In History, Innovations, Names, Science, Words

Rubber bands

Here’s a story that might have escaped your attention. Back in 2019 a company called Trelleborg Sealing Solutions got together with students at Tewkesbury School to make the world’s longest seamless rubber band. Who said British manufacturing had lost its pioneering spirit?

To cut an unnecessarily long story short, they succeeded, making a giant 250m O-ring that went all the way round Tewkesbury Cathedral and into the Guinness World Records. How they got Tewkesbury Cathedral inside it is not explained. I presume they must have hired a giant cowboy to lasso the cathedral somehow, which is a video I’d love to see, but for some reason there doesn’t appear to be any coverage of this story beyond the Gloucestershire Live website.

It came to my attention because I was looking for an O-ring for my toilet and, as so often happens on Friday mornings, I went down a rabbit hole. There’s a chrome pipe that runs from the cistern to the back of the pan and it has a sort of inverted chrome cup at the top that covers the plastic fitting, making it look nice, as all toilets should. This cup is held up with a rubber O-ring round the pipe. It inevitably perishes and breaks over time, leaving the toilet owner with no choice but to go online in search of a replacement and discover all sorts of stories about rubber bands.

Any old rubber band would have done the job, but you just don’t see them about any more. Time was when you couldn’t walk down your front path without finding dozens of them dropped there by the postman and every schoolkid worth their salt had a growing rubber band ball on the go. These days – nada. I can only assume the Post Office senior management decided they were too high-tech. Either that or they’ve all been scooped up by Sajankumar Arvinbhai Patel, holder of the World Record for the longest rubber band chain by an individual. His chain measured 6,500m and used an estimated 85,300 rubber bands. Surely he could have spared one for my toilet.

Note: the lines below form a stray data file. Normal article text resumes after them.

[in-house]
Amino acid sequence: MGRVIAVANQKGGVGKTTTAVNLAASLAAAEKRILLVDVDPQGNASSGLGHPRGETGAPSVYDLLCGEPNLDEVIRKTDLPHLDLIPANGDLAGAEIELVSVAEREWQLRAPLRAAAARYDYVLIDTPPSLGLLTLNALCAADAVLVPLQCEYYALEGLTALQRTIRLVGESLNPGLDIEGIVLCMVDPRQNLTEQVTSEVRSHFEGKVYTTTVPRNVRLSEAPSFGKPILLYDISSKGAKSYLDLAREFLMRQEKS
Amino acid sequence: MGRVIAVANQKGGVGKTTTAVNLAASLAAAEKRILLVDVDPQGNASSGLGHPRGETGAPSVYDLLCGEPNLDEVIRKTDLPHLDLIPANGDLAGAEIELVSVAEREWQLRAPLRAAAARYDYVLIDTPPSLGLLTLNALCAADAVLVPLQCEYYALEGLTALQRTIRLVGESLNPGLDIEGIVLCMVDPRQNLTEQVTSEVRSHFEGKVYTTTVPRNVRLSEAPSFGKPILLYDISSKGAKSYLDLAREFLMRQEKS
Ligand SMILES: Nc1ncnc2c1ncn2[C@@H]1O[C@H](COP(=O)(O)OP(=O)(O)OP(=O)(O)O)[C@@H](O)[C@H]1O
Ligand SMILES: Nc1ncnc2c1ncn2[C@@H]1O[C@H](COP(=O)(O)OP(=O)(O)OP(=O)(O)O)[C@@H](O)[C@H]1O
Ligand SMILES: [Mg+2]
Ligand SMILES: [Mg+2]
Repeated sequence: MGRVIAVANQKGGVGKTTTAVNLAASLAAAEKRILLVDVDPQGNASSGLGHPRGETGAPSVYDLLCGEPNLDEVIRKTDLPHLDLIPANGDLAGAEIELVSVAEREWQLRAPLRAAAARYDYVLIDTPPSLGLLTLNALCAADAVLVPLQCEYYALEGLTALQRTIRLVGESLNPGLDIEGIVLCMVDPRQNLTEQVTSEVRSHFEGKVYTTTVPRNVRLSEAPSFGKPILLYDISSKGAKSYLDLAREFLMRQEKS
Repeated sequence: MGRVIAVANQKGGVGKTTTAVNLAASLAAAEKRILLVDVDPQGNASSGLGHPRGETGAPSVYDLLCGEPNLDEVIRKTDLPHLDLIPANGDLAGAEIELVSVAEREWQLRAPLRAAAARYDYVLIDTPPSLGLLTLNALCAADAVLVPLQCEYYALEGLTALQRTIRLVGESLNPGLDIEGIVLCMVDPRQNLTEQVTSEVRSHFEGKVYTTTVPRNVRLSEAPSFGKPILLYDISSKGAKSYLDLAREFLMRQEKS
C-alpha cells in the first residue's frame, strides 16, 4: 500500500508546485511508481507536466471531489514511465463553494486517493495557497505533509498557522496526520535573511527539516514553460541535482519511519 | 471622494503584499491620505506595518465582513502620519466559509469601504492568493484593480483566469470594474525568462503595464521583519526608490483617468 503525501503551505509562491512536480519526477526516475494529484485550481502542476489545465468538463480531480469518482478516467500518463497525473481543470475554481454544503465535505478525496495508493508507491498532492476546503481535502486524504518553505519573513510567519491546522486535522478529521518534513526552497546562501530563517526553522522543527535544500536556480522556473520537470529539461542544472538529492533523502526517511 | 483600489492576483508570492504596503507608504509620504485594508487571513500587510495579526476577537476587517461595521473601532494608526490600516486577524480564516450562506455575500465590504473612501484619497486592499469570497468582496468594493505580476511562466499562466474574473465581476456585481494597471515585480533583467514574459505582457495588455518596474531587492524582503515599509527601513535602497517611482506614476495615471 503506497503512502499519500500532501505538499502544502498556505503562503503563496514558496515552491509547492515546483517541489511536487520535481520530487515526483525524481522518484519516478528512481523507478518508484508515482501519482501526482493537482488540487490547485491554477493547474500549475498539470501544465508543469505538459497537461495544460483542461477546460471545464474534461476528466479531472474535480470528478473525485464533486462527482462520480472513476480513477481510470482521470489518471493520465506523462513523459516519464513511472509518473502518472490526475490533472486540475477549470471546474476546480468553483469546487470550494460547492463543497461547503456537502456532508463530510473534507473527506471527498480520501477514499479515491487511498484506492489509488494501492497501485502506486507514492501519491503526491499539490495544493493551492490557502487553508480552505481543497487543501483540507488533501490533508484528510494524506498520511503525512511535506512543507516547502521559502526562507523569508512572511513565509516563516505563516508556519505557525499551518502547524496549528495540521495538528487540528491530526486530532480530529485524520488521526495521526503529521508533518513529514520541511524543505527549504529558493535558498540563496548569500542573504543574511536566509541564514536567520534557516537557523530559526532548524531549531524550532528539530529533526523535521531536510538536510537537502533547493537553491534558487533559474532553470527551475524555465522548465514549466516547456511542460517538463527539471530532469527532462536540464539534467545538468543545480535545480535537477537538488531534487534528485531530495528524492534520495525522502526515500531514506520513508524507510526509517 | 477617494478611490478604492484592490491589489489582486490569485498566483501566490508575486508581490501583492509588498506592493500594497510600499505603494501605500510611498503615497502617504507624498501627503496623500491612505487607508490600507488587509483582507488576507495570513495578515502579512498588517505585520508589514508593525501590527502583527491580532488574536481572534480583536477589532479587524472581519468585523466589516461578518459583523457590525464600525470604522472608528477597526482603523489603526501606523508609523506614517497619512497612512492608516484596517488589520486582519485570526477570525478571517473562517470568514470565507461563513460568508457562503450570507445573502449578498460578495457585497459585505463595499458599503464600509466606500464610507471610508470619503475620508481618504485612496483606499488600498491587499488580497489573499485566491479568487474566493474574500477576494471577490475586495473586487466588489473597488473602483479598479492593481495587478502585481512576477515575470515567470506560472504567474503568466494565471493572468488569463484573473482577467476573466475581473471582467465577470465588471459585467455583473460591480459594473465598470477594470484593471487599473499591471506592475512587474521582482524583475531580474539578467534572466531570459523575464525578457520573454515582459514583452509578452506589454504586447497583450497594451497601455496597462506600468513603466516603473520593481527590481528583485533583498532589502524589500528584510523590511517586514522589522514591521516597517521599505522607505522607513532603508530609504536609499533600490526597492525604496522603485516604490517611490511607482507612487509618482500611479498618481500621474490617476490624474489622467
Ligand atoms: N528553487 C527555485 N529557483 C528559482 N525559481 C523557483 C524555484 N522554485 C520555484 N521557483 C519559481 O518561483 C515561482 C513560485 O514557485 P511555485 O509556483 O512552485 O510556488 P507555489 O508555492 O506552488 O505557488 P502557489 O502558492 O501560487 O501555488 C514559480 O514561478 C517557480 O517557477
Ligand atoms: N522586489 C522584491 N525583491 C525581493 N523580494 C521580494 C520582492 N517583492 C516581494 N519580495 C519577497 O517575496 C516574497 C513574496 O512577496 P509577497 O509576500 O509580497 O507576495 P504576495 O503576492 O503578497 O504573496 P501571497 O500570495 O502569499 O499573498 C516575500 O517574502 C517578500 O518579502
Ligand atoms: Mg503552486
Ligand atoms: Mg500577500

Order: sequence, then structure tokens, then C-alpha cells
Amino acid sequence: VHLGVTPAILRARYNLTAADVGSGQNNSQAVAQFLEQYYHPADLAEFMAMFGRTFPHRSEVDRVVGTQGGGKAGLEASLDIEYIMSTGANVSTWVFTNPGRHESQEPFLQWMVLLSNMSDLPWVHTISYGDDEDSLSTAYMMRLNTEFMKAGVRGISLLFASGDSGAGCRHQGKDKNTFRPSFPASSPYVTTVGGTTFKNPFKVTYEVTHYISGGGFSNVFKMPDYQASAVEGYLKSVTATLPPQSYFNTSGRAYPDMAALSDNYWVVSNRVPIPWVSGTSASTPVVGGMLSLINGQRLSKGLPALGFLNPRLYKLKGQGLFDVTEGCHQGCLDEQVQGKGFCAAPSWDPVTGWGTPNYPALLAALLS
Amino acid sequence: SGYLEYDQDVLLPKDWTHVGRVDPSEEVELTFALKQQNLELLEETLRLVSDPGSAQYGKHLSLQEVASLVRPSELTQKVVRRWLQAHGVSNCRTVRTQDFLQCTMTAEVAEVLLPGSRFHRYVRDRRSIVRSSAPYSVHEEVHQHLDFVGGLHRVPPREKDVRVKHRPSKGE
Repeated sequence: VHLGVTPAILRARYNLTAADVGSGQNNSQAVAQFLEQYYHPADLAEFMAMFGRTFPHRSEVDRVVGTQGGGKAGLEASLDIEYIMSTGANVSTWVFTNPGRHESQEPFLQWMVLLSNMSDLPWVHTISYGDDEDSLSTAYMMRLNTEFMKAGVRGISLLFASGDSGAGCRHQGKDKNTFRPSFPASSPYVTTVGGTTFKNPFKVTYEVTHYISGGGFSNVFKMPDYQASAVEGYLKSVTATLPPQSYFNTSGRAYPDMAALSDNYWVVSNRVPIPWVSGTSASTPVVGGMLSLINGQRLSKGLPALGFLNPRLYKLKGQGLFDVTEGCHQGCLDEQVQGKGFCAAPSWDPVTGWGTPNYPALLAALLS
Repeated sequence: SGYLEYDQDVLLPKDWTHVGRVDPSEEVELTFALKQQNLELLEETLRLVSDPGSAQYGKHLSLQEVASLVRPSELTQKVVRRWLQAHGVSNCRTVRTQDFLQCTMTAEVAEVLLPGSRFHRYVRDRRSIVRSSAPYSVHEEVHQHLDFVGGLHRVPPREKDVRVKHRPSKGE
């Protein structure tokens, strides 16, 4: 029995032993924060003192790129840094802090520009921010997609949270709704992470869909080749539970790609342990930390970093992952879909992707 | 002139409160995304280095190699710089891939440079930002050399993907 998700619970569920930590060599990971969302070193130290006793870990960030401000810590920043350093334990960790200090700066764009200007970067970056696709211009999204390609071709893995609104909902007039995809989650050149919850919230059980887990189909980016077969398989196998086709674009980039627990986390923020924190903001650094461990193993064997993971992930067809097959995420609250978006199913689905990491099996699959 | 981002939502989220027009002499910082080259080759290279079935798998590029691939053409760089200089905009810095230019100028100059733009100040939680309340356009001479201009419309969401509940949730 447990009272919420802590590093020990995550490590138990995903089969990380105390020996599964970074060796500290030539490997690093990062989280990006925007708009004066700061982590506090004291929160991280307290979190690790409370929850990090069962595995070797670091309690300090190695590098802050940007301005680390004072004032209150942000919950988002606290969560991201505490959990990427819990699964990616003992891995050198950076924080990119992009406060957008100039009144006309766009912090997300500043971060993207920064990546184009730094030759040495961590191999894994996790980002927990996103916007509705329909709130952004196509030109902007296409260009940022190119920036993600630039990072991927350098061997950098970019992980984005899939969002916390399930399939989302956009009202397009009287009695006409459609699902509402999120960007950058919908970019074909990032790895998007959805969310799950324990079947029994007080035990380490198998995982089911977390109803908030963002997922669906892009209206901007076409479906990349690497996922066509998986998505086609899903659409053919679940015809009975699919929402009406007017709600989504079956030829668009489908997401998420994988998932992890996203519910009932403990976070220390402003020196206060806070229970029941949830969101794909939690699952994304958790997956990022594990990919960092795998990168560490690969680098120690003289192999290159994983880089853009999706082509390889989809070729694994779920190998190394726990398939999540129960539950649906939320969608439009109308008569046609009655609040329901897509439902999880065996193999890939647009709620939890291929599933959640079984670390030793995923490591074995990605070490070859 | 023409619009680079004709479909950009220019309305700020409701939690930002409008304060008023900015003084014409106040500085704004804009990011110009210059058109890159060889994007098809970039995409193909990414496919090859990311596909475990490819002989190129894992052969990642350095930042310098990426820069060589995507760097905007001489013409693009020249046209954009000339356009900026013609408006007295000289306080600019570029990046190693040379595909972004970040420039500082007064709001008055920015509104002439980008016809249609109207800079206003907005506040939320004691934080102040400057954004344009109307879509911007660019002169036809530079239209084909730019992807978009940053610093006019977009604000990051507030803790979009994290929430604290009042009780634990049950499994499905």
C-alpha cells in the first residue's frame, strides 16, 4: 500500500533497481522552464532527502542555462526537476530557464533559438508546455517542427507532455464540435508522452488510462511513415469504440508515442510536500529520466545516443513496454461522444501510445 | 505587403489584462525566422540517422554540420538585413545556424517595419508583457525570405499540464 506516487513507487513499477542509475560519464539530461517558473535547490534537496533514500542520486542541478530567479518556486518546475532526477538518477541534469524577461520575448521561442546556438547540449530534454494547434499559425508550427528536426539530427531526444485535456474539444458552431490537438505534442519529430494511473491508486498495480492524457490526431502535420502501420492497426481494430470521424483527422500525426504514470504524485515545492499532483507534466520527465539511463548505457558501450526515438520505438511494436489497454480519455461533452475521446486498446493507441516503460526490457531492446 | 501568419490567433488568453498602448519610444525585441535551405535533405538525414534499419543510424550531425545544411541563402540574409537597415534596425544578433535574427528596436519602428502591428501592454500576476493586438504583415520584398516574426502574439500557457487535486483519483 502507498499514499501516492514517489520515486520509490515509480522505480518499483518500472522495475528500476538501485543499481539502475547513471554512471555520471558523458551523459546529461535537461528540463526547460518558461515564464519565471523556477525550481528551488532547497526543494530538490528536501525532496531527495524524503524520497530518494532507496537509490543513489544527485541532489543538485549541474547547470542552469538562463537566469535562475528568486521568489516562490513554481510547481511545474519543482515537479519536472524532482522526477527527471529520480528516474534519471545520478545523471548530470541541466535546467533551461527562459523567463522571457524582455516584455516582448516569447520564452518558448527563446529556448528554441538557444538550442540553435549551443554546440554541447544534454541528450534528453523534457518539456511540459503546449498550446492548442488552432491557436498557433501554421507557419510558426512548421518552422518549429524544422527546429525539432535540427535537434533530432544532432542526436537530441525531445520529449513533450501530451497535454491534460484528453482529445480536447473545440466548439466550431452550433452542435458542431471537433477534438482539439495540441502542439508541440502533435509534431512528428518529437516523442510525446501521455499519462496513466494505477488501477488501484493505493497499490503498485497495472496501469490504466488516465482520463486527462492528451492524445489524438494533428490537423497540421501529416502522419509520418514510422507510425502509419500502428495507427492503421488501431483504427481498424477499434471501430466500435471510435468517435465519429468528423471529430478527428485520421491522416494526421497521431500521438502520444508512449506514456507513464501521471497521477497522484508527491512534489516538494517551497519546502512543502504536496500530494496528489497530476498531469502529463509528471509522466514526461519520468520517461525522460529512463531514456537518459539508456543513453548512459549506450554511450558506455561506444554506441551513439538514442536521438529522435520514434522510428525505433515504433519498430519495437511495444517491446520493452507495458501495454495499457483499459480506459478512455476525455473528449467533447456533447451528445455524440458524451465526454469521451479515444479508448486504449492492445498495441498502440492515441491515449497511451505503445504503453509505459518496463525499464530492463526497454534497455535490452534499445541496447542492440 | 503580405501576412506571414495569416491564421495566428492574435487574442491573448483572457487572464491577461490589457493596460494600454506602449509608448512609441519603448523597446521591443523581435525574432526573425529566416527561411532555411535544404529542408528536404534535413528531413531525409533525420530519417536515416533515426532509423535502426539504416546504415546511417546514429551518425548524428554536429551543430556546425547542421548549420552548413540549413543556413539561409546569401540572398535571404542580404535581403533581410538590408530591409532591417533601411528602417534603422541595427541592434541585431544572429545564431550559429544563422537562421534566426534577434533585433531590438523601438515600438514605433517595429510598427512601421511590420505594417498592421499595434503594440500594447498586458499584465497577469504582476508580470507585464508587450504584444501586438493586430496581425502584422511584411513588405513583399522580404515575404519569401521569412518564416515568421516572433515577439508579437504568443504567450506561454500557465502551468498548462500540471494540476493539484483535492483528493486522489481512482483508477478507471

I’m sure you’re itching to know the record for the longest rubber band chain by a group. That was achieved by the children of Gettysburg Elementary School in Clovis, California, and measured an astonishing 19 miles long. Weirdly, Guinness World Records doesn’t state whether that was stretched or unstretched – a crucial detail for this category, I would have thought. I assume it was unstretched, as the risk involved in getting elementary schoolchildren to stretch out a 19 mile rubber band are too terrible to contemplate. They could have been pinged to all points of the Pacific.

When rubber first bounced into Britain in the 1700s, it was known as ‘caoutchouc’, an onomatopoeic French word taken from the sound you make if you swallow it by mistake. It became known as ‘rubber’ because of its effectiveness at rubbing things out. That’s the truth. Before anyone discovered that you could use it to make raincoats or car tyres or O-rings for toilets and Tewkesbury Cathedral, or to catapult children into the Pacific Ocean, we used it almost exclusively to make rubbers (or ‘erasers’ for any Americans out there).

The rubber band was invented in the 1800s by godfather of the English rubber industry, Thomas Hancock, who, not having a chrome toilet nor living near Tewkesbury, couldn’t see a use for it and left it to his contemporary Stephen Perry to secure the patent. Hancock’s rubber bands were brittle and unreliable, but Perry made them with vulcanised rubber (heated with sulphur) and hit the jackpot. From the back of the classroom. With a paper pellet.

Today, the world’s biggest rubber band producer is the Alliance Rubber Company of Arkansas, which turns out so many that it quantifies them by weight rather than number (6,800,000kg a year at the last count). If you joined them all together it would go on and on and on with apparently no useful purpose whatsoever. Remind you of anything?

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